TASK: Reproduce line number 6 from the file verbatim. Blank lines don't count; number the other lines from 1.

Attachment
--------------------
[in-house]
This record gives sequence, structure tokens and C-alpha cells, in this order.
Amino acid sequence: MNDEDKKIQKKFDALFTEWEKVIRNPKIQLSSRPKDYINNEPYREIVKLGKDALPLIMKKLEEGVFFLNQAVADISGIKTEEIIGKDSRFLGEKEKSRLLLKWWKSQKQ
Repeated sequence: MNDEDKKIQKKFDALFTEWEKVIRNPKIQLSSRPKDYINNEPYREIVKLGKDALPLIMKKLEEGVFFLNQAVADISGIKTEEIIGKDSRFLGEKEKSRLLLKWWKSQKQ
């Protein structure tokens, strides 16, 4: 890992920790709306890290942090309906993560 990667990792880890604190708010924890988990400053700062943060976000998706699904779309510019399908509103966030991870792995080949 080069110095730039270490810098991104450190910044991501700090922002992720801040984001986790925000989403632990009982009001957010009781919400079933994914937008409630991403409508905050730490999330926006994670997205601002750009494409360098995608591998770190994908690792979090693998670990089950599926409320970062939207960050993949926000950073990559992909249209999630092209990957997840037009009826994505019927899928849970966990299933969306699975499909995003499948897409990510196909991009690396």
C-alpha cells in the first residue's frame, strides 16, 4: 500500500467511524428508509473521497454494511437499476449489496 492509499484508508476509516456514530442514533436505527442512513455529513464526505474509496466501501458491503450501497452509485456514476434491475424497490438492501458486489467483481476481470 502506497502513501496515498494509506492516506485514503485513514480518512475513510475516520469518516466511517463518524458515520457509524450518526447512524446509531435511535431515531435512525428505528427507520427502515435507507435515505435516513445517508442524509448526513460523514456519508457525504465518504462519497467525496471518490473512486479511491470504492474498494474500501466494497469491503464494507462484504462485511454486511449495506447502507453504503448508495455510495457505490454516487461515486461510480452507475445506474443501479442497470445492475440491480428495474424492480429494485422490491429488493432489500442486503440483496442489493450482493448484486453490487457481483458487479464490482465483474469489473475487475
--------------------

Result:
C-alpha cells in the first residue's frame, strides 16, 4: 500500500467511524428508509473521497454494511437499476449489496 492509499484508508476509516456514530442514533436505527442512513455529513464526505474509496466501501458491503450501497452509485456514476434491475424497490438492501458486489467483481476481470 502506497502513501496515498494509506492516506485514503485513514480518512475513510475516520469518516466511517463518524458515520457509524450518526447512524446509531435511535431515531435512525428505528427507520427502515435507507435515505435516513445517508442524509448526513460523514456519508457525504465518504462519497467525496471518490473512486479511491470504492474498494474500501466494497469491503464494507462484504462485511454486511449495506447502507453504503448508495455510495457505490454516487461515486461510480452507475445506474443501479442497470445492475440491480428495474424492480429494485422490491429488493432489500442486503440483496442489493450482493448484486453490487457481483458487479464490482465483474469489473475487475